When it comes to norms and standards, an intellectual flight reflex sets in for many people. Dry-as-dust subject matter, tedious maneuvering through a desert of letters, a jumble of abbreviations and details for nerds. But there is another way. The colleagues from the Phoenix Contact Competence Center Services recently demonstrated how on the Yellow Sofa.
The upcoming new Machine Products Regulation of the European Union – whoever invites to such an initially unwieldy topic is bound to find himself in a small circle. Not so! More than 600 participants had registered for the first Safety Talk in mid-November. And around 500 interested people were permanently on site digitally and live when the colorfully leg-clad moderator Frank Knafla (Head of Business Development Building Technologies Phoenix Contact) invited his six studio guests to talk on the Yellow Sofa in the Media Hub of Messe Hannover.
What remains, what is new and what will become?
Because the topic of the kick-off event for the Safety and Security series of topics is obviously already burning under the nails of the mechanical engineering industry. This is despite the fact that the regulation is only available in its first drafts and will not actually be implemented until 2024. But machine builders cannot restructure their production within a few months, but rely on long-term planning.
As a representative of her industry, Dina Reit was online. The 29-year-old describes herself as the successor, the up-and-coming entrepreneur will perspectively take over the family-run machine manufacturer SK Laser. Initially, it fears frictional losses and uncertainties for its own company and the entire industry due to gray areas that leave room for interpretation within the wording of the new regulation.
As head of the Machinery/Fabrication Systems Competence Center of the German Employers’ Liability Insurance Association for Wood and Metal, Alois Hüning is familiar with the current Machinery Directive and its European revision in detail. He described why the new EU directive came about in the first place: “As part of a regular review in 2018, it was concluded that the current third version of the Machinery Directive needed a new version to make it fit for the future.” But the graduate engineer reassured: “There is really not very much that is new. What has been changed and supplemented is primarily the new area of AI, artificial intelligence, and security and safety software.” Whereby he also explained, “The inclusion of the topics of AI and software means that many machines fall under this regulation more quickly than before. Mid-sized machine builders need to pay attention to that.”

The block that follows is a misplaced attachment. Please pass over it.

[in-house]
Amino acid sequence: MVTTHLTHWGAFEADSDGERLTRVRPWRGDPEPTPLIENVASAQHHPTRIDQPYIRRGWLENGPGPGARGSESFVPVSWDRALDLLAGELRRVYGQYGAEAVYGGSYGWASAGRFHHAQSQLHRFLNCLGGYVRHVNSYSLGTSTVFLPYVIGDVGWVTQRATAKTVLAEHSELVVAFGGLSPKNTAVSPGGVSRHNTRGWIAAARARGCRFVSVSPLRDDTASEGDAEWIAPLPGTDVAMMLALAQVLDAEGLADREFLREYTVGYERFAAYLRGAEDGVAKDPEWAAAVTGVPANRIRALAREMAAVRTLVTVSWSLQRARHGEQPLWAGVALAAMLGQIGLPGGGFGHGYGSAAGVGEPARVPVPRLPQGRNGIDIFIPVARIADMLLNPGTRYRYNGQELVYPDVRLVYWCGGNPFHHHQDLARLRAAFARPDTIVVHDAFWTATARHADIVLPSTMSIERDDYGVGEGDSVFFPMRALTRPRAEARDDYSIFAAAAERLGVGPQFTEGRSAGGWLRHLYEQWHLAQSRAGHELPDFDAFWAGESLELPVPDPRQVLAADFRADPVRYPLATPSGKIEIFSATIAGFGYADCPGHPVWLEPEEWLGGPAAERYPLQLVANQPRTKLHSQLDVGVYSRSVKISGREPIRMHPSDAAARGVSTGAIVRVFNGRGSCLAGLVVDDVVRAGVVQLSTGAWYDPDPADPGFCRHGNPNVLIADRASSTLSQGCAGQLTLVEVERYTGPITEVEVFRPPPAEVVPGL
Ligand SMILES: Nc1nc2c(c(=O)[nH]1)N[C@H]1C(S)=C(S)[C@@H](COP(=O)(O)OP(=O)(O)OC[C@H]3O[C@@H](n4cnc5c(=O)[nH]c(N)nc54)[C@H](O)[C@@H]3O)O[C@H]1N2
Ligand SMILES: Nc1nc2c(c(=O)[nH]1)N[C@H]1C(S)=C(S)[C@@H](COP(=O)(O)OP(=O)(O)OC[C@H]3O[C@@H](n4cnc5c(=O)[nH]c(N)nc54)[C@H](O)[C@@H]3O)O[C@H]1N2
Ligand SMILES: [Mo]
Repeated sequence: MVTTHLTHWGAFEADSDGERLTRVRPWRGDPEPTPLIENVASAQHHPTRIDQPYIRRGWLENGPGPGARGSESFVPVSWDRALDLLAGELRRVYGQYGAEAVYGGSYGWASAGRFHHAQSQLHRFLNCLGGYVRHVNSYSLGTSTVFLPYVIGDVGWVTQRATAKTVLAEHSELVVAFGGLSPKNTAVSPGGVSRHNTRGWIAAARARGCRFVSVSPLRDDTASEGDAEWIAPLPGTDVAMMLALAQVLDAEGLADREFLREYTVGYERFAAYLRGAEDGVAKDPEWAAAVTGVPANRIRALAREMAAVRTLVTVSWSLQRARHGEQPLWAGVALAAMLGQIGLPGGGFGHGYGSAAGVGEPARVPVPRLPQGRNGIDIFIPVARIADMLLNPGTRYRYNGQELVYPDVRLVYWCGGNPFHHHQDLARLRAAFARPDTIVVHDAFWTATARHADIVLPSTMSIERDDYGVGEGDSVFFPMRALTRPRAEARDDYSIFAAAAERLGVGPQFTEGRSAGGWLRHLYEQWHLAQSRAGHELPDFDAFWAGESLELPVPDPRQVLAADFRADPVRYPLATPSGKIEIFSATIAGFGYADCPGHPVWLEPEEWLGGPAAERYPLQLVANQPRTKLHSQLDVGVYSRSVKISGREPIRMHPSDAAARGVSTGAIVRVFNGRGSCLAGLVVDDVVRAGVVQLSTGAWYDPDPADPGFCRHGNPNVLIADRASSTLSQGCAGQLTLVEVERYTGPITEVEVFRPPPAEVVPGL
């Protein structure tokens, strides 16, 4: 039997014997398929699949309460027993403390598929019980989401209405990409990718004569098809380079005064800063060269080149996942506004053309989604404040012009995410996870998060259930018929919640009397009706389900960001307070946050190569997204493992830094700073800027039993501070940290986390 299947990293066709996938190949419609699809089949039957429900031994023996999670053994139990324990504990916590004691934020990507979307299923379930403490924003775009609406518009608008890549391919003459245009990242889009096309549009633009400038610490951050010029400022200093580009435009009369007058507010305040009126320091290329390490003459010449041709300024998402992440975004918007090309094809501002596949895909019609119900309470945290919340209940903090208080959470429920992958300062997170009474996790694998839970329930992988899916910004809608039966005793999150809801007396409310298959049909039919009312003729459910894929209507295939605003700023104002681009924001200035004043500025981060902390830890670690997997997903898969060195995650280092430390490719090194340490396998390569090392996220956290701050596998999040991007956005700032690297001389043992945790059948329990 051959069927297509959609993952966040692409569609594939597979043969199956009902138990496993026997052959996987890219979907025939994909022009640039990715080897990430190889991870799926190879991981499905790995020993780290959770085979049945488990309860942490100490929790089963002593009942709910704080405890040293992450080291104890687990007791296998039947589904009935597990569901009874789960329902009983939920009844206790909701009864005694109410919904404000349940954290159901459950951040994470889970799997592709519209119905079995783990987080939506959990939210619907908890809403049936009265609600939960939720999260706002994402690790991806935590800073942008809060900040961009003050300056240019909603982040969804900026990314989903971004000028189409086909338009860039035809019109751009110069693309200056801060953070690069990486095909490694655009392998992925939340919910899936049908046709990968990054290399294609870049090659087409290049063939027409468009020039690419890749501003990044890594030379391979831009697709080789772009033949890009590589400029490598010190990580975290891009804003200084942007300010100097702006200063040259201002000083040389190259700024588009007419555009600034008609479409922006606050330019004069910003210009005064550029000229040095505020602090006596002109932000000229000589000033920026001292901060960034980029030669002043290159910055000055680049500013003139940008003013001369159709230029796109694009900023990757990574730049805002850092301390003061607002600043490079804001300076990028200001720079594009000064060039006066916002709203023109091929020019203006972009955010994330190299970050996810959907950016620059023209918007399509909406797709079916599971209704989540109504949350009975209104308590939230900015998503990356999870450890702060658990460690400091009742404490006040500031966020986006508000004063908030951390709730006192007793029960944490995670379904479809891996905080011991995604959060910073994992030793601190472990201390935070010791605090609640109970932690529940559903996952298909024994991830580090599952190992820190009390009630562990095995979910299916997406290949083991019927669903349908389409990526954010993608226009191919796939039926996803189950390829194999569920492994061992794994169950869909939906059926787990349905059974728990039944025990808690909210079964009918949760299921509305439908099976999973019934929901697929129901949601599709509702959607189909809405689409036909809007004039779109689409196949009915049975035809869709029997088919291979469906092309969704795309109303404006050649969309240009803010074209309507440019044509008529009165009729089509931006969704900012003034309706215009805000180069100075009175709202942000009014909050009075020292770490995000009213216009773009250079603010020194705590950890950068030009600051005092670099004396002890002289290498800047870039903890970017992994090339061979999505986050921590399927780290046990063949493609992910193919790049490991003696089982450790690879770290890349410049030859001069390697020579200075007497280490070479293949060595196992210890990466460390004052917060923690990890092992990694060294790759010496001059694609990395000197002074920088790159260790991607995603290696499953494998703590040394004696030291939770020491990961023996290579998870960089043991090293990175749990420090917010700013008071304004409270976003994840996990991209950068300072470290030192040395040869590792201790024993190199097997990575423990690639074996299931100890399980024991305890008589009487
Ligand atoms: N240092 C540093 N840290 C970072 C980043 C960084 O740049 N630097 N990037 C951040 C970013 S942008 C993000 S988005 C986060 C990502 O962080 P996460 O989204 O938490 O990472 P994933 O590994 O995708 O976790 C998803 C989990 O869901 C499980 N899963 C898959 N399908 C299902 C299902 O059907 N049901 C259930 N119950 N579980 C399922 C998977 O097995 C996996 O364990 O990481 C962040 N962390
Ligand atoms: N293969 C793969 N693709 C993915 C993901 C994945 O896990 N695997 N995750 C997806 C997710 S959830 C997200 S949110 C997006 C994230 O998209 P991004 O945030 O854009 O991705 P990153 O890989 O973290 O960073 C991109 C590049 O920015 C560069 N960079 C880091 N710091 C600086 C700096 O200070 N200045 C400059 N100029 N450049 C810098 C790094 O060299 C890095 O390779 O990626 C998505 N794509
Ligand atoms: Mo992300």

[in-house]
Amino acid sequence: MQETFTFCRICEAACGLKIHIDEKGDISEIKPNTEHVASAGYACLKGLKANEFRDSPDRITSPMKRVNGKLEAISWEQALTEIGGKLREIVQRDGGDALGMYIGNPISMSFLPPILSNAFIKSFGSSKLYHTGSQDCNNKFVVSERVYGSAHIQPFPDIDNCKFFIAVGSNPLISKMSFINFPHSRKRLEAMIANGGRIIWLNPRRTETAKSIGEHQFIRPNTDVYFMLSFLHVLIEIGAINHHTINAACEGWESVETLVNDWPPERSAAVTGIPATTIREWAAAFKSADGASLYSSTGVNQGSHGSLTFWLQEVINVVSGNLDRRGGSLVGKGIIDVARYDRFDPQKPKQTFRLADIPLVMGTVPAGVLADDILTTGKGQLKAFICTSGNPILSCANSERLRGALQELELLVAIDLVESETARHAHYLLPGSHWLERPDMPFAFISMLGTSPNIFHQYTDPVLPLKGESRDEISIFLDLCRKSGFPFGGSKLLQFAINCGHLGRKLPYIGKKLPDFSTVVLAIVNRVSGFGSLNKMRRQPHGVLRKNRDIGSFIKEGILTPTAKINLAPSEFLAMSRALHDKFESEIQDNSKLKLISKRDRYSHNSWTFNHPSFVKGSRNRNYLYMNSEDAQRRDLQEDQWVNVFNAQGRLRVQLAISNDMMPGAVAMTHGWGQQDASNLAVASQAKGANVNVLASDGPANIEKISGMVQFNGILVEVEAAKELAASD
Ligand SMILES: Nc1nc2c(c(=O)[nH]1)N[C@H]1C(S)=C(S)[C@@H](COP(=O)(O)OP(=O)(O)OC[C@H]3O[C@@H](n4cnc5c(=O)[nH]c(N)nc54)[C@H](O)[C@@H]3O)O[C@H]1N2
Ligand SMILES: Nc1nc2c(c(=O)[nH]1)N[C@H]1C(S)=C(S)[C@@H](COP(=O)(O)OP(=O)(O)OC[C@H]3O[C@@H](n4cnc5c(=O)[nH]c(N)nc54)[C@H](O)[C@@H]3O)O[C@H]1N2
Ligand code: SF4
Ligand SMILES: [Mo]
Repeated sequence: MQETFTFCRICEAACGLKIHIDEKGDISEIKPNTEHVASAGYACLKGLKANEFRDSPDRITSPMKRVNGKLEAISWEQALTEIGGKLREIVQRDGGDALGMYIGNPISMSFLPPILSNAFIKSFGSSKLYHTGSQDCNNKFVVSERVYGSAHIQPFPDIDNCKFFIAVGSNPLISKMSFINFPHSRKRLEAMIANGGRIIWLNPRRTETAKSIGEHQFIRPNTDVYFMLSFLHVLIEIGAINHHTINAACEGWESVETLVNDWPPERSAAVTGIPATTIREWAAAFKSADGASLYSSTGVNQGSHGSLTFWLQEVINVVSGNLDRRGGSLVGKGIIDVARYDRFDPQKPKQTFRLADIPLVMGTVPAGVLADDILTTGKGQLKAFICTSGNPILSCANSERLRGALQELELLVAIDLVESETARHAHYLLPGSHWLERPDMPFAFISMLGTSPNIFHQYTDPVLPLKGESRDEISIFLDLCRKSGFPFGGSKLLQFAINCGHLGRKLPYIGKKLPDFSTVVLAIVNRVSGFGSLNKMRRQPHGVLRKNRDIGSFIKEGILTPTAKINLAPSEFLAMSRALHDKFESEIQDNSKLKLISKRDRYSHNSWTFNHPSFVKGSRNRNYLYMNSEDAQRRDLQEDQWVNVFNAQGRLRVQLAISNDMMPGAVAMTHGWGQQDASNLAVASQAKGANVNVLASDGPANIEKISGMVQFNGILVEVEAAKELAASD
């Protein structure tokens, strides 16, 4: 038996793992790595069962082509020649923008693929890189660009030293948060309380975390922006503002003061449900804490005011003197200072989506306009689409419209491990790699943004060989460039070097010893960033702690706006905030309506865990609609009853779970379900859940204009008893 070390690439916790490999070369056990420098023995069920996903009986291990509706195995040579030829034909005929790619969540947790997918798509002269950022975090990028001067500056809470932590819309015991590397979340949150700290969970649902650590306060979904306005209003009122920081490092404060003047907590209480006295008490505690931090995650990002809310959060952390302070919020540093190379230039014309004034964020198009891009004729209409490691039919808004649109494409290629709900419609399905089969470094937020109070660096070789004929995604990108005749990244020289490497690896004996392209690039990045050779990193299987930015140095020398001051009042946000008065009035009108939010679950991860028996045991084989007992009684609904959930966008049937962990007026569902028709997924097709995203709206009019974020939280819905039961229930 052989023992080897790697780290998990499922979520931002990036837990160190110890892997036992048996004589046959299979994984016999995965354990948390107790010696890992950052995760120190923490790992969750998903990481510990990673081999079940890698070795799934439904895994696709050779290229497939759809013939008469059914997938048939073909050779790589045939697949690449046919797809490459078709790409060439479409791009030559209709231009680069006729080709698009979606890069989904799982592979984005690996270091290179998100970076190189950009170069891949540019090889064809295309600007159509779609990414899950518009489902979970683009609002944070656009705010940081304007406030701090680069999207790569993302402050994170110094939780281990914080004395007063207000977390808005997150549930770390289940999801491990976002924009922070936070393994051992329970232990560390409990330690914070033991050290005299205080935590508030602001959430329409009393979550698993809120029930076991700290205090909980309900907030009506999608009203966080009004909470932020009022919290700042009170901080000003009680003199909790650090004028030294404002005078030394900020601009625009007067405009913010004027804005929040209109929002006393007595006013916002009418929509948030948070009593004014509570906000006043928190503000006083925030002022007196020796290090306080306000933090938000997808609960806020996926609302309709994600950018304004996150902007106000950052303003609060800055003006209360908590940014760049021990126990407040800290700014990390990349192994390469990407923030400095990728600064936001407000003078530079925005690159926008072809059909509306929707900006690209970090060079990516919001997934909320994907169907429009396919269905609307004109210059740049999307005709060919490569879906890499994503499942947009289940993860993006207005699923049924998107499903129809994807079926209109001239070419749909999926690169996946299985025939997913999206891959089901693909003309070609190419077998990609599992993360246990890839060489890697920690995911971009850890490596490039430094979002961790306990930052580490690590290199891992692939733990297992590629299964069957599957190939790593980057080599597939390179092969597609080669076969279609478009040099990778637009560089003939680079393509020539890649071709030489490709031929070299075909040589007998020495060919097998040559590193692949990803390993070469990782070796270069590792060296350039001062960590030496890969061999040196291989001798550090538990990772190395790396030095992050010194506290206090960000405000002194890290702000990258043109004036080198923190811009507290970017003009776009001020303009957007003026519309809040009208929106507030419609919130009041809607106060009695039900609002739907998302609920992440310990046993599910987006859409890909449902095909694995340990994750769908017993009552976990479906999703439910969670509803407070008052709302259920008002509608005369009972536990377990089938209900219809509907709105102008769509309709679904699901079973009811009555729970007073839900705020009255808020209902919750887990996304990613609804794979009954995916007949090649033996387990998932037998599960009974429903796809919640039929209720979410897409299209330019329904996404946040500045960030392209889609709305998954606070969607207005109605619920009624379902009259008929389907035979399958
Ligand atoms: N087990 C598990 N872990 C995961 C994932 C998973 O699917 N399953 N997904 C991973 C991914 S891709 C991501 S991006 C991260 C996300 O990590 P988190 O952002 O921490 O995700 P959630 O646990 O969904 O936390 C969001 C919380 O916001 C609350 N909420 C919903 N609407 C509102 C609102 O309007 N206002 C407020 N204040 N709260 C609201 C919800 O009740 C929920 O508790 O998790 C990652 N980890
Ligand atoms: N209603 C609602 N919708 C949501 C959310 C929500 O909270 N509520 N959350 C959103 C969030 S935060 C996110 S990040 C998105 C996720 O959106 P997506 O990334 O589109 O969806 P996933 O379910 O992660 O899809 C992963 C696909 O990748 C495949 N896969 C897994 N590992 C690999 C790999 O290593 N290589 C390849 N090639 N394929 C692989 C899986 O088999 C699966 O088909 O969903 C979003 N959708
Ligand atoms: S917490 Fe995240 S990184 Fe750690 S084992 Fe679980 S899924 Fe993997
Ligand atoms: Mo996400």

Bits and Bytes to Drill and Mill
Is software a component of a machine? What about the associated product liability? If anyone knows their stuff here, it’s Philipp Reusch, because the lawyer is a proven expert in product liability and product safety. “Now the operator is where the cybersecurity buck stops. This has shifted liability, away from manufacturers. Those who don’t adhere to defined patches, for example, are then responsible.”
The focus is increasingly shifting to the large topic area of security-relevant software and security. “If you can’t get it cybersecure, you can’t get it safe” was the clear statement of Jens Wiesner, who heads the “Referat Cyber-Sicherheit für industrielle Steuerungs- und Automatisierungssysteme im Bundesamt für Sicherheit in der Informationstechnik“. Constant new attacks from the sinister world of data pirates make people sensitive when it comes to linking the purely physical world of machines and their ever-expanding networking, automation and control.
If you can’t get it cybersecure, you can’t get it safe.Jens Wiesner
Carsten Gregorius, Product Manager Safety Phoenix Contact Electronics, clearly calls out the challenges for all machine builders and also his own company: “The topic of cybersecurity is very present in the new standard and is the biggest chunk that machine builders and we as manufacturers of safety components have to swallow. At the same time, maximum security cannot always be the best security level, as operability must not be restricted.”
Torsten Gast, Head of Competence Center Services, Phoenix Contact Deutschland GmbH: “Cybersecurity is process-related, involving much more than just a few monitored access points or components. So far, only a few machine builders are on the road here, even if they know that this is an increasingly central topic for the future.”
No wonder that the talk on the Yellow Sofa was not just a single event, but the start of a whole series in which the topics will be dealt with in greater depth. Torsten Gast, the initiator of the Safety Talk, explains that there will be further workshops on the topics in the spring of 2022 in order to conduct more in-depth discussions with the machine manufacturers.
The interest is immense: More than 90 participants have already registered for the workshops.
And on safety.talk.de you can watch the recording and register for the free workshops.